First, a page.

The analytical expression of the Zernike polynomials may seems complex, and it is but there are ways to break it down, so that as a clinician you can understand its application.
Each Zernike mode, Znm is in fact a mathematical function with:
A normalizing constant (so that the square root of the sum of the squared residuals (errors) – RMS – of each function is equal to 1 on a pupil of radius = 1),
a polynomial in r,
and for some of the modes, a trigonometric function in t.
n is a positive integer called the « radial degree » or « order »,
m is a negative or positive integer called the « azimuthal » or « angular frequency ».
n corresponds to the « degree » of a given mode. When n ≤ 2, the mode is said to be of a « lower » degree or LOA (Lower order aberrations).
Conversely, modes in which n ≥ 3 are said to be of a « higher » degree or HOA (Higher order aberrations).
Classically, spectacle corrected aberrations (myopia, hyperopia, and astigmatism) correspond to Zernike polynomials of radial degree n=2.
Let us focus on a Zernike mode named trefoil: Z 3-3. It may help the reader to mentally connect the equation with the shape of the mode.
This is another Zernike mode called « secondary astigmatism« :
The primary spherical aberration Z 40 is a « famous » Zernike mode:
The structure of the Zernike pyramid is based on the values of n and m:
In the central column, the modes are rotationally symmetrical (m=0), or unaffected by rotation. This central column can be seen as an axial symmetry axis.
On each line (same n value), the Zernike modes of opposite azimuthal frequency value have the same overall shape, but a different orientation.
These « pairs » are required to enable any mode resulting from the combination of the paired mode to be freely oriented around 360°. This is achieved by the respective weights (coefficients) of each mode of the pair to obtain the desired orientation.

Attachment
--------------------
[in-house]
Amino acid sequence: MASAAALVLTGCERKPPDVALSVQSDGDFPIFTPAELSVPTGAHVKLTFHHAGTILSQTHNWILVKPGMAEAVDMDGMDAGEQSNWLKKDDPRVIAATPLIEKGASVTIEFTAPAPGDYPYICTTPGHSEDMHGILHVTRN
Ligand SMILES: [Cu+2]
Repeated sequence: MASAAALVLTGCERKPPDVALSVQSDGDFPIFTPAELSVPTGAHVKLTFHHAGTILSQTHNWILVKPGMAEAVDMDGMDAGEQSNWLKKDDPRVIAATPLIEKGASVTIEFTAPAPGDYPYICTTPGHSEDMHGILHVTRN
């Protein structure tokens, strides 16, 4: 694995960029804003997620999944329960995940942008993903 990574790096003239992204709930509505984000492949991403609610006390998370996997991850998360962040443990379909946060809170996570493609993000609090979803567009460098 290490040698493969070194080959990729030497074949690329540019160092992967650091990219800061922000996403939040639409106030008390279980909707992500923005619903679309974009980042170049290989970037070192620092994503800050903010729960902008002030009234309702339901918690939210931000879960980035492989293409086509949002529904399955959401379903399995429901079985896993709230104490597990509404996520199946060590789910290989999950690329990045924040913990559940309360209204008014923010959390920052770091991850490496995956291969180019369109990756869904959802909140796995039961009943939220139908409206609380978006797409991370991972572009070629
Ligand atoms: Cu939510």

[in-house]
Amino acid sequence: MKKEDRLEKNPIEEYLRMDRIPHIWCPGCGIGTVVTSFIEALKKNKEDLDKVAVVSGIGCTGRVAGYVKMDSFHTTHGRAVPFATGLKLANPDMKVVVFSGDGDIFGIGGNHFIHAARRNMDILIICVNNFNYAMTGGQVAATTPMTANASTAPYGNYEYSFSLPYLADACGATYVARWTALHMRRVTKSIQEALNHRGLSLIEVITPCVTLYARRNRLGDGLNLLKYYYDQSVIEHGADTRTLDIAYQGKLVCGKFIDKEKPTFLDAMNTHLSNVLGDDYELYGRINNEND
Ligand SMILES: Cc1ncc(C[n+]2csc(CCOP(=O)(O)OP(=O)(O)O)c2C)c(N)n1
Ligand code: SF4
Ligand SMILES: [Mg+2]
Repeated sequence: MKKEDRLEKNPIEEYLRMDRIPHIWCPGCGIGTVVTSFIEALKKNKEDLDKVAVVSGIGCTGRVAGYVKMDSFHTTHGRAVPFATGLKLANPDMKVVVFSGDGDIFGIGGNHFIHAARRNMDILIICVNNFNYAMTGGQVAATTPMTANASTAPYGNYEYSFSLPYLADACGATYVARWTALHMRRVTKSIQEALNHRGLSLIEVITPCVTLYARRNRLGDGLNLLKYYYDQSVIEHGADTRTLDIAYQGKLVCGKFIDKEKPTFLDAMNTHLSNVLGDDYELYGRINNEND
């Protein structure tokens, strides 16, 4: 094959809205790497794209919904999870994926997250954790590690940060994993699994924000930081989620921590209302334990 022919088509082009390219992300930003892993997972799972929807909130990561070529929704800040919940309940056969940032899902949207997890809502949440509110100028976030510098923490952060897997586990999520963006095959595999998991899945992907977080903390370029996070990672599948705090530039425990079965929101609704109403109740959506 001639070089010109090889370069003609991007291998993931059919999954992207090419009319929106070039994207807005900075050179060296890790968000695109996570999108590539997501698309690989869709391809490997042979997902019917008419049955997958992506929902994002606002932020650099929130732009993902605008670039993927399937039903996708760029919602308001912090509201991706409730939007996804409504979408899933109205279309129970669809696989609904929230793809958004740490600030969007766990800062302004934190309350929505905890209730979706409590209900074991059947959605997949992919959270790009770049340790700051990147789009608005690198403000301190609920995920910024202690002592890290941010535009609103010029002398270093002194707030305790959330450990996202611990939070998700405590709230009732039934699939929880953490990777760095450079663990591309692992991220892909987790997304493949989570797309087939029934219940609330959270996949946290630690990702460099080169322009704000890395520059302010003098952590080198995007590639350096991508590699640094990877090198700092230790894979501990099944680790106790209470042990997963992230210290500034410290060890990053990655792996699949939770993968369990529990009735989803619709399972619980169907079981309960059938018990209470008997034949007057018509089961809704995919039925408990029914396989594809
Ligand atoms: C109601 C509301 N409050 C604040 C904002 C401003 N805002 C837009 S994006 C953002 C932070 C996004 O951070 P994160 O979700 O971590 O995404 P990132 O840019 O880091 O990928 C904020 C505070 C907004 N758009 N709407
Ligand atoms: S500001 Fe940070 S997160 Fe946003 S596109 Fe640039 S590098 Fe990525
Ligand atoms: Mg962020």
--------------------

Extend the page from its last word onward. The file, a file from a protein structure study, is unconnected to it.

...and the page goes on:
For astigmatism, a purely « with a rule (WTR)» or « against the rule (ATR)» orientation would result in a null value of the « oblique » astigmatism component Z(2,-2) and some positive (ATR) or negative (WTR) RMS coefficient value of the Z(2,2) mode.
The first 6 Zernike polynomials correspond to « low order » aberrations (the highest radial term degree value is equal to 2). These aberrations can be corrected by spectacles.
From n=3 and beyond, the remaining modes correspond to « high order » aberrations. They cannot be fully corrected by spectacles.
However, contrary to popular belief, some modes such as spherical aberration (Z40) are containing some defocus (because of its term in r^2), and this component can be corrected by spectacles. The remainder wavefront distortion in r^4, however, cannot. This may cause confusion in some clinical situations.
Here follows the analytical expression of the first Zernike modes in radial coordinates:
Sampling the wavefront error into Zernike modes
A wavefront error can be sampled, or decomposed, into Zernike modes; each RMS coefficient corresponds to the weight of the mode.
The values of the coefficients are the direct consequence of the « shape » of the wavefront, and of the diameter of the domain where it is measured. The larger the pupil diameter, the higher the absolute values of the Zernike coefficients. This increase is exponential, therefore the higher the radial degree, the larger the amplitude of the variation with the pupil diameter.
This is an example of a wavefront reconstruction obtained with the wavefront sensor OPDscan III (Nidek)
See other relevant examples and material :